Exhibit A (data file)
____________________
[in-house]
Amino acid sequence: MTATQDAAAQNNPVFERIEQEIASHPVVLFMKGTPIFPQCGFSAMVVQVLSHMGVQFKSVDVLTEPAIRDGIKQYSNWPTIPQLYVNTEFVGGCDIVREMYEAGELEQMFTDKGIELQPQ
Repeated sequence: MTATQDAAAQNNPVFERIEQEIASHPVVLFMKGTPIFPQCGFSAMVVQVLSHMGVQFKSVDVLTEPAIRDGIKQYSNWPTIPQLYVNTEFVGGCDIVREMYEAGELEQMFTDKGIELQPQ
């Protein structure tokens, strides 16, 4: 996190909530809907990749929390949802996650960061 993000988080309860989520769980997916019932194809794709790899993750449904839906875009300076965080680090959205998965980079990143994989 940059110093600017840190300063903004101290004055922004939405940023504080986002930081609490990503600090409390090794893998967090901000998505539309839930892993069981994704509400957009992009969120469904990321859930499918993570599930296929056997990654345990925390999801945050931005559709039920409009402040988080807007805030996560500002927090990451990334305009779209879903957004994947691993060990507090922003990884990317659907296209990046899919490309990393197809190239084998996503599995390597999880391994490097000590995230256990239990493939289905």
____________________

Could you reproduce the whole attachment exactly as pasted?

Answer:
[in-house]
Amino acid sequence: MTATQDAAAQNNPVFERIEQEIASHPVVLFMKGTPIFPQCGFSAMVVQVLSHMGVQFKSVDVLTEPAIRDGIKQYSNWPTIPQLYVNTEFVGGCDIVREMYEAGELEQMFTDKGIELQPQ
Repeated sequence: MTATQDAAAQNNPVFERIEQEIASHPVVLFMKGTPIFPQCGFSAMVVQVLSHMGVQFKSVDVLTEPAIRDGIKQYSNWPTIPQLYVNTEFVGGCDIVREMYEAGELEQMFTDKGIELQPQ
């Protein structure tokens, strides 16, 4: 996190909530809907990749929390949802996650960061 993000988080309860989520769980997916019932194809794709790899993750449904839906875009300076965080680090959205998965980079990143994989 940059110093600017840190300063903004101290004055922004939405940023504080986002930081609490990503600090409390090794893998967090901000998505539309839930892993069981994704509400957009992009969120469904990321859930499918993570599930296929056997990654345990925390999801945050931005559709039920409009402040988080807007805030996560500002927090990451990334305009779209879903957004994947691993060990507090922003990884990317659907296209990046899919490309990393197809190239084998996503599995390597999880391994490097000590995230256990239990493939289905």